I read David Walter’s article on the state of conservatism at Princeton with great interest because I was deeply involved with conservative groups as an undergraduate. I was a writer, editor, and publisher of the Tory, the treasurer of the College Republicans, and a member of the Madison program and the Clio party. Although I was not involved with the Anscombe Society or Princeton Pro Life, I was friends with many people who were.
I was at Princeton from 2008 to 2012, so my experience was very different from that of today’s conservative students. Most political conversations I had centered around topics like the economy, the national debt, and foreign policy, rather than the types of very online culture-war themes that Walter describes. Unlike the students and alumni featured in the article, I generally found that liberal and progressive students were willing to engage with conservatives and libertarians in thoughtful, respectful conversations on those issues. This was a time of center-left dominance at the national level, with Barack Obama in the White House and Democrats in Congress using their comfortable margins to pass sweeping reform bills like the Affordable Care Act and Dodd-Frank. Seemingly assured of a permanent majority in American politics, liberals and progressives may have been more inclined to treat conservatives and libertarians as a harmless relic of the past, rather than the existential threat that some now perceive us to be.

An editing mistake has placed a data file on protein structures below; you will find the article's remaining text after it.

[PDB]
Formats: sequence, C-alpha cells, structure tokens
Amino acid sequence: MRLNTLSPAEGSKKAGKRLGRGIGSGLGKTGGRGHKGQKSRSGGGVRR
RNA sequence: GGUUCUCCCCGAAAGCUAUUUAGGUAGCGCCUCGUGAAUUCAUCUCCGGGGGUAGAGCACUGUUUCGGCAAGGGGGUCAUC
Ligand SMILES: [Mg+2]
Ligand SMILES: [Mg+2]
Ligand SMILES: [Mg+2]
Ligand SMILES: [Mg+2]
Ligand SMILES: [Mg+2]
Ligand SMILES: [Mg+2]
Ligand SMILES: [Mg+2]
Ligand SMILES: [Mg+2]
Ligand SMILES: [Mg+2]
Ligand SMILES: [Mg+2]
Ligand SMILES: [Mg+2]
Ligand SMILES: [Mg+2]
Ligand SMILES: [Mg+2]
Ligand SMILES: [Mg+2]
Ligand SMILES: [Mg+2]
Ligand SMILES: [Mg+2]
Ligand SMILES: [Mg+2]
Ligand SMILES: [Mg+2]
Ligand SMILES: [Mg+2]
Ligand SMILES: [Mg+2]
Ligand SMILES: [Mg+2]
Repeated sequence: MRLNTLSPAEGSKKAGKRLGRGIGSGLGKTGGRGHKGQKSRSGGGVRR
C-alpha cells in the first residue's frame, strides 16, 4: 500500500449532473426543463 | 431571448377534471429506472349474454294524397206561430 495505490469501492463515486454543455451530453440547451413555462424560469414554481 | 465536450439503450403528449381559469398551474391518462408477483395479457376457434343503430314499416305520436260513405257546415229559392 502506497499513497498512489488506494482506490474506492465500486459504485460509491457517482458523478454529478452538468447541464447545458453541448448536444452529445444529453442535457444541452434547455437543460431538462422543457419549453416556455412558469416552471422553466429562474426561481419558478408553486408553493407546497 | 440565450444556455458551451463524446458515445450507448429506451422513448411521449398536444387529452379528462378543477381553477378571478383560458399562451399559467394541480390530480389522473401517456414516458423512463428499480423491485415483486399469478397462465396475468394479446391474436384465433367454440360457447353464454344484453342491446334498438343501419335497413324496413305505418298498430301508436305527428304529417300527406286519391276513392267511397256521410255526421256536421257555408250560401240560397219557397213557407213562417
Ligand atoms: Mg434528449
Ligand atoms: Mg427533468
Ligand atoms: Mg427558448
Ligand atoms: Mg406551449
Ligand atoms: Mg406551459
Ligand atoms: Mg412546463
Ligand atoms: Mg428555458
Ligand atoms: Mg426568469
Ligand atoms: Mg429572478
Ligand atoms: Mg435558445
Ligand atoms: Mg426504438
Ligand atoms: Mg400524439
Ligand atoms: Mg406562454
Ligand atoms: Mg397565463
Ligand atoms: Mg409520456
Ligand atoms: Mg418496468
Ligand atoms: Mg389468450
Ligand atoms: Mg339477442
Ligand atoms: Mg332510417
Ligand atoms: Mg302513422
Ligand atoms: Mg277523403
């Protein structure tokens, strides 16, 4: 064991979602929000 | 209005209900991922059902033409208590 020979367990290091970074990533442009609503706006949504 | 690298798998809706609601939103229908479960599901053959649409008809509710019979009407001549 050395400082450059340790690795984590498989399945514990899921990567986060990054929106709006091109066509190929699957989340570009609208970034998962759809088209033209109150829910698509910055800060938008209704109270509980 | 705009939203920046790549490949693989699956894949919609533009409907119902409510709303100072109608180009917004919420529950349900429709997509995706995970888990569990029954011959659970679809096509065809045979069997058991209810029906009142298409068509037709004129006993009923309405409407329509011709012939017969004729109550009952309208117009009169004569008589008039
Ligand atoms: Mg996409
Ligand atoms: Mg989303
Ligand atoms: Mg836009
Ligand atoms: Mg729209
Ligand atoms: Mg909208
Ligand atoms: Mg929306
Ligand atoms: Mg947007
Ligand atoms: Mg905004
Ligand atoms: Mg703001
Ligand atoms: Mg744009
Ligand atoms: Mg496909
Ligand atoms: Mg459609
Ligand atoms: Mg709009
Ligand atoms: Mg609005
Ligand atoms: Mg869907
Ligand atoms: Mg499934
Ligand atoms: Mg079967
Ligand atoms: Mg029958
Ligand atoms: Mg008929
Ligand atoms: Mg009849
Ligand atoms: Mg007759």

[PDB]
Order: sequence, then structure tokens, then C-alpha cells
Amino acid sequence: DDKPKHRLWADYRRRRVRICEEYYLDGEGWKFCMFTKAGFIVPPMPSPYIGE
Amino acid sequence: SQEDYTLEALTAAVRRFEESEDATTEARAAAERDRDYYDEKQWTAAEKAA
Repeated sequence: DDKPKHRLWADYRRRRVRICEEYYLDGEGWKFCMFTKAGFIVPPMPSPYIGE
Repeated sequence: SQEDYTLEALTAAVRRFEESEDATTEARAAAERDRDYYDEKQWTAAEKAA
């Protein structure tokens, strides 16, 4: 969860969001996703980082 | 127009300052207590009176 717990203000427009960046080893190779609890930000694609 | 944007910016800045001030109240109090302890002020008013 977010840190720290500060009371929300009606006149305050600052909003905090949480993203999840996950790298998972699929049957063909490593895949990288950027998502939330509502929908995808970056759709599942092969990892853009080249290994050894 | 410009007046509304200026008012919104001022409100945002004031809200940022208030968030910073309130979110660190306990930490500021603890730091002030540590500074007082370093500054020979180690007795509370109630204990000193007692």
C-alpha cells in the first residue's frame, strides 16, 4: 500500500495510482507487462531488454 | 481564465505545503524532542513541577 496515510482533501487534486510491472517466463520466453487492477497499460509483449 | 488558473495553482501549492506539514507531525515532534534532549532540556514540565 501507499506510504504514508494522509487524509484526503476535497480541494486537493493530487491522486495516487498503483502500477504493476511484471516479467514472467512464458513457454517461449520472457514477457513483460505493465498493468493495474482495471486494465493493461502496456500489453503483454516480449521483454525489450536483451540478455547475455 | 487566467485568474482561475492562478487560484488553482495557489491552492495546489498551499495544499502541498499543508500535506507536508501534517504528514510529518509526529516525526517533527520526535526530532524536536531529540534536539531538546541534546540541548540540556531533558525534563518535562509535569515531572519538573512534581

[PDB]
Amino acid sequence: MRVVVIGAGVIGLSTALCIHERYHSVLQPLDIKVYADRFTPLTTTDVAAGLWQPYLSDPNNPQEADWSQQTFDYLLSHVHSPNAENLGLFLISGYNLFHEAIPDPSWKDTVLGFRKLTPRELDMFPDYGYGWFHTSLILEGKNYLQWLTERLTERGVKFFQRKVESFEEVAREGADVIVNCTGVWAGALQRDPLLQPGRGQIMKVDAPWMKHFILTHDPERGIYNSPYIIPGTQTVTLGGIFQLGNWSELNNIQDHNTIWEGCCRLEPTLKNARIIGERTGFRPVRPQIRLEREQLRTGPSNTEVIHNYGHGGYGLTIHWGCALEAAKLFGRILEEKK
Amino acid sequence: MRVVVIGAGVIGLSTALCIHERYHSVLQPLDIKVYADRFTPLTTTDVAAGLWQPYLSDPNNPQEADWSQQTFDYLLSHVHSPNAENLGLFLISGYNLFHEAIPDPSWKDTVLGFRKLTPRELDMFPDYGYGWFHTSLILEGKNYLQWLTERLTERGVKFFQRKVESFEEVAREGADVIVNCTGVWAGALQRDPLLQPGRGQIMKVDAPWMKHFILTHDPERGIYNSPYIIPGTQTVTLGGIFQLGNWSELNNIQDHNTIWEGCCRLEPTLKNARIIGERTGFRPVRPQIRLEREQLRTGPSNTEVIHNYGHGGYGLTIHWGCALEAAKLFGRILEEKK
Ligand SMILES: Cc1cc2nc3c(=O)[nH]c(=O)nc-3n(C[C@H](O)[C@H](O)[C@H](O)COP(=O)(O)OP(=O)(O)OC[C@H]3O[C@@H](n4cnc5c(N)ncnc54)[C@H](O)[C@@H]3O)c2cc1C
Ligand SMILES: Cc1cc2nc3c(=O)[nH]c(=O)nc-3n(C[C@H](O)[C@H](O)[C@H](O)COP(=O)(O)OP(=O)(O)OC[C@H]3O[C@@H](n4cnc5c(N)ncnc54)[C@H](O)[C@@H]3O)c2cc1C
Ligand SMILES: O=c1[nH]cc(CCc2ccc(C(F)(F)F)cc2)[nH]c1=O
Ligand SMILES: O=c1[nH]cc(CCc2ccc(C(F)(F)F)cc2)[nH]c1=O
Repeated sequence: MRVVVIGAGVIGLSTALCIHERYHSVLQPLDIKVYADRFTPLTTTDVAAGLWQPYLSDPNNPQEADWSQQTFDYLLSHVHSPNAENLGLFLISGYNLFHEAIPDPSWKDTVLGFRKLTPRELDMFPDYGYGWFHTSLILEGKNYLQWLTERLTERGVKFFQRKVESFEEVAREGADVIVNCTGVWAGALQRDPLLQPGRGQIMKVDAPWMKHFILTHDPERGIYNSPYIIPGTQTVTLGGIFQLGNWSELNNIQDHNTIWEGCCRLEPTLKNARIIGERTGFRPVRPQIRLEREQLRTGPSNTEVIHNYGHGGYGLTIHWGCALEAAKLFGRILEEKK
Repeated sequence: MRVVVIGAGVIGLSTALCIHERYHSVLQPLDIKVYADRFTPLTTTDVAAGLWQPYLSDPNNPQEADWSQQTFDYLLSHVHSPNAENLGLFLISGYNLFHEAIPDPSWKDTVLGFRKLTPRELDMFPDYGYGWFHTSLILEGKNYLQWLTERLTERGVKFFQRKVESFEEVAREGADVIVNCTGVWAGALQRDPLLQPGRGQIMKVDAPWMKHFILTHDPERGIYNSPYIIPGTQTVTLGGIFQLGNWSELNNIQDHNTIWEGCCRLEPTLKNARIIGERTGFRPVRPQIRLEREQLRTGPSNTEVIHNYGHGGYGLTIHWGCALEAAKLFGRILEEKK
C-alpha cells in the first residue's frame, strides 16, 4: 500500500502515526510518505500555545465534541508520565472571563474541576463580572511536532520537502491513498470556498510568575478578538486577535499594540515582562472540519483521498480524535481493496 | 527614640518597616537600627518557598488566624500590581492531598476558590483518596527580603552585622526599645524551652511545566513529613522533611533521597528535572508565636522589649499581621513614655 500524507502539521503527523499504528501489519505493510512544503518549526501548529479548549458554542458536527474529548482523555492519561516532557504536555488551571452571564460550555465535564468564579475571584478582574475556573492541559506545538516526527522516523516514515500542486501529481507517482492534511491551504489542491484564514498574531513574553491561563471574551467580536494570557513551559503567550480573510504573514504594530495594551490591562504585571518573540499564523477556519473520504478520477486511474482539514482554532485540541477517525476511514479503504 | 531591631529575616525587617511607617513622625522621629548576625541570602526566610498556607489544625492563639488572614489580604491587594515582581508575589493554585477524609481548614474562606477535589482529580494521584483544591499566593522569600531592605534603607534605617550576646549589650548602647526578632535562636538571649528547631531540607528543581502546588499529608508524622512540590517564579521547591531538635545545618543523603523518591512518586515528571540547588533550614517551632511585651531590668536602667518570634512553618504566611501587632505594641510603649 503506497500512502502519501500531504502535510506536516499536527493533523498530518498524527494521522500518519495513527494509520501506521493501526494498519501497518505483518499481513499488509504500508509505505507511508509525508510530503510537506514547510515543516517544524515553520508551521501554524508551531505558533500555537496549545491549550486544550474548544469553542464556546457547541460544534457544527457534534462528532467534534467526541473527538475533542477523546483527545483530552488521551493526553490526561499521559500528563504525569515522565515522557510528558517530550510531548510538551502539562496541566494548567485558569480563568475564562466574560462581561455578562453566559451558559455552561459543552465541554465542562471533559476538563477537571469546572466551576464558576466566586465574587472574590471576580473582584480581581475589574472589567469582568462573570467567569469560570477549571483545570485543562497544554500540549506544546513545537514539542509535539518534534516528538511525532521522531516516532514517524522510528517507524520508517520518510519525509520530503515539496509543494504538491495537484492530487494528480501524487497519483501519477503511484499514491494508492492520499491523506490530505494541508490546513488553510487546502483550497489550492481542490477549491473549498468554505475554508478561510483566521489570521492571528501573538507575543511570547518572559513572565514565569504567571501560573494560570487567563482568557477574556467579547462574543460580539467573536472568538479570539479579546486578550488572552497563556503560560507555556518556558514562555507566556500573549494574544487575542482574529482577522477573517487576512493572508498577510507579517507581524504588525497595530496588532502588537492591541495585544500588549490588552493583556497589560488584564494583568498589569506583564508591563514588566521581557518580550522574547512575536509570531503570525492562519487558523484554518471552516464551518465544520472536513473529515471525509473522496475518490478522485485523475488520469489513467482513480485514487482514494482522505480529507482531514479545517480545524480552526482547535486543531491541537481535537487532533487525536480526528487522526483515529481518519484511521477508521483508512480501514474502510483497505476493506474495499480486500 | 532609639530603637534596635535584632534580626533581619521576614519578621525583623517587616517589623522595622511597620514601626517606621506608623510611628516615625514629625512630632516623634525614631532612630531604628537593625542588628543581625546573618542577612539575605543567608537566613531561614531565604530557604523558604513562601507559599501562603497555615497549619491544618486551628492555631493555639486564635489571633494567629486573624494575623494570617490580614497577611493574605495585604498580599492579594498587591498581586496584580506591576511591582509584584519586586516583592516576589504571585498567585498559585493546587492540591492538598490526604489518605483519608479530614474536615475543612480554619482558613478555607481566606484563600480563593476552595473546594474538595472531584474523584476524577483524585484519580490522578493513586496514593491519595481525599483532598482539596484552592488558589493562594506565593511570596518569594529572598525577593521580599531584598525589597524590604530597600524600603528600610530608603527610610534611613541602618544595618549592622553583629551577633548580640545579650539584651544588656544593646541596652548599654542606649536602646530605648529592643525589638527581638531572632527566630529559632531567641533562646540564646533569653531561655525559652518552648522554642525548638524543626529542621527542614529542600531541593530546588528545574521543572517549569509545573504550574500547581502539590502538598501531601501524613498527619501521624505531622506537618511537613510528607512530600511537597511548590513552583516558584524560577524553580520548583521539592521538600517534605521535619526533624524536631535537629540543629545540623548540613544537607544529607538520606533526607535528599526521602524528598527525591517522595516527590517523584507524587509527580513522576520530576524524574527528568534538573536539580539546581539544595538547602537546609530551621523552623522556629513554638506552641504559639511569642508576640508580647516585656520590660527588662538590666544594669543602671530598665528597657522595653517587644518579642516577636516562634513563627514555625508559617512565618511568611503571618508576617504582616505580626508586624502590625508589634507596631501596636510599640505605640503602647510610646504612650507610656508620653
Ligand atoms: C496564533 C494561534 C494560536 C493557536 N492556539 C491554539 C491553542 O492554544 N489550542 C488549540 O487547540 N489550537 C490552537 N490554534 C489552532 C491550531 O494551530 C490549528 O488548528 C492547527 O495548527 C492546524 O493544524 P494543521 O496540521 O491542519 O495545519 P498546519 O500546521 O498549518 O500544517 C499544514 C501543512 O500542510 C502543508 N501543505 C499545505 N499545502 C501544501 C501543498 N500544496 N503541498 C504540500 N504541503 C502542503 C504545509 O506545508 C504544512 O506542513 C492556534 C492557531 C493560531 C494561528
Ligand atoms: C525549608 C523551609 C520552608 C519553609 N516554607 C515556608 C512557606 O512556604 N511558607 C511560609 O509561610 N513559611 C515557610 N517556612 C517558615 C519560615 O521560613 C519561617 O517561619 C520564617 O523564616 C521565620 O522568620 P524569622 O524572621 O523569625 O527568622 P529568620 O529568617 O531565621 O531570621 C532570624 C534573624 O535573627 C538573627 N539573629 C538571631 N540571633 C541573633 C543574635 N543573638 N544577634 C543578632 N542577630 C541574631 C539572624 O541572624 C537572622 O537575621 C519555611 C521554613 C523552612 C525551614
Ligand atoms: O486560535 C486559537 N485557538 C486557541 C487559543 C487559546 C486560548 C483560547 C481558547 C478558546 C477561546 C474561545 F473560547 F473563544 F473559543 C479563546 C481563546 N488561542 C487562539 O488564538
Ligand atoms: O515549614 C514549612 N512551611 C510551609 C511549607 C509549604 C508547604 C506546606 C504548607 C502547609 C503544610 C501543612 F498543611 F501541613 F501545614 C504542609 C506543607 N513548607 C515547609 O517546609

After graduating, I didn’t remain politically engaged. I went to work in an apolitical field, ended up in an area where conservative voices are marginalized, and felt politically homeless in Donald Trump’s Republican Party. I share the skepticism about Princeton’s direction expressed by conservative thinkers like Hazony and Schmitz, and I’m outraged by the excesses of cancel culture and sympathetic toward its victims, but I’m not gearing up to wage online battle with social justice warriors. In other words, I’ve dropped out of “movement conservatism” and settled into what you might call “normie conservatism.” I suspect many of my fellow Princeton conservatives have followed similar trajectories.